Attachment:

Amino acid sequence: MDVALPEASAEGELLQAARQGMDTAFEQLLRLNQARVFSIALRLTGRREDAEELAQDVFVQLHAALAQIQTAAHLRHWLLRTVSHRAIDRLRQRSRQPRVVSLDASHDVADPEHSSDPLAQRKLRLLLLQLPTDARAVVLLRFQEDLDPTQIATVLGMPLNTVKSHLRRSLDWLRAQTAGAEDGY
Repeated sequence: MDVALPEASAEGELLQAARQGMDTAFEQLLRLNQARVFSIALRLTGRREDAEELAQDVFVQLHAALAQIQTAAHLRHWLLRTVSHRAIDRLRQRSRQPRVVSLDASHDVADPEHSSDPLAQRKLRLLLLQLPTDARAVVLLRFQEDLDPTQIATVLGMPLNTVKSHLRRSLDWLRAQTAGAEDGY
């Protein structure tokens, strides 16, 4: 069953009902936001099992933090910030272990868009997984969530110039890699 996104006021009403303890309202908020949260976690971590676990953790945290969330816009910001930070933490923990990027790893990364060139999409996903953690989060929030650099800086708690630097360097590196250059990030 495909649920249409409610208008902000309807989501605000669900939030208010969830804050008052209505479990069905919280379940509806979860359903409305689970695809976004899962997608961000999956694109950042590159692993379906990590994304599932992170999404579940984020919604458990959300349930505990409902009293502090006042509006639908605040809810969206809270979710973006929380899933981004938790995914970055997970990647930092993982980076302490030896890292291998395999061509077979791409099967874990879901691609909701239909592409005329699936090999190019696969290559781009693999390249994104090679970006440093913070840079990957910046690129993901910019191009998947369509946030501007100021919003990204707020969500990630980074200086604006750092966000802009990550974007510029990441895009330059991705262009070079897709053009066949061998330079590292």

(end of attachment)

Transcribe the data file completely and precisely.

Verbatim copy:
Amino acid sequence: MDVALPEASAEGELLQAARQGMDTAFEQLLRLNQARVFSIALRLTGRREDAEELAQDVFVQLHAALAQIQTAAHLRHWLLRTVSHRAIDRLRQRSRQPRVVSLDASHDVADPEHSSDPLAQRKLRLLLLQLPTDARAVVLLRFQEDLDPTQIATVLGMPLNTVKSHLRRSLDWLRAQTAGAEDGY
Repeated sequence: MDVALPEASAEGELLQAARQGMDTAFEQLLRLNQARVFSIALRLTGRREDAEELAQDVFVQLHAALAQIQTAAHLRHWLLRTVSHRAIDRLRQRSRQPRVVSLDASHDVADPEHSSDPLAQRKLRLLLLQLPTDARAVVLLRFQEDLDPTQIATVLGMPLNTVKSHLRRSLDWLRAQTAGAEDGY
């Protein structure tokens, strides 16, 4: 069953009902936001099992933090910030272990868009997984969530110039890699 996104006021009403303890309202908020949260976690971590676990953790945290969330816009910001930070933490923990990027790893990364060139999409996903953690989060929030650099800086708690630097360097590196250059990030 495909649920249409409610208008902000309807989501605000669900939030208010969830804050008052209505479990069905919280379940509806979860359903409305689970695809976004899962997608961000999956694109950042590159692993379906990590994304599932992170999404579940984020919604458990959300349930505990409902009293502090006042509006639908605040809810969206809270979710973006929380899933981004938790995914970055997970990647930092993982980076302490030896890292291998395999061509077979791409099967874990879901691609909701239909592409005329699936090999190019696969290559781009693999390249994104090679970006440093913070840079990957910046690129993901910019191009998947369509946030501007100021919003990204707020969500990630980074200086604006750092966000802009990550974007510029990441895009330059991705262009070079897709053009066949061998330079590292």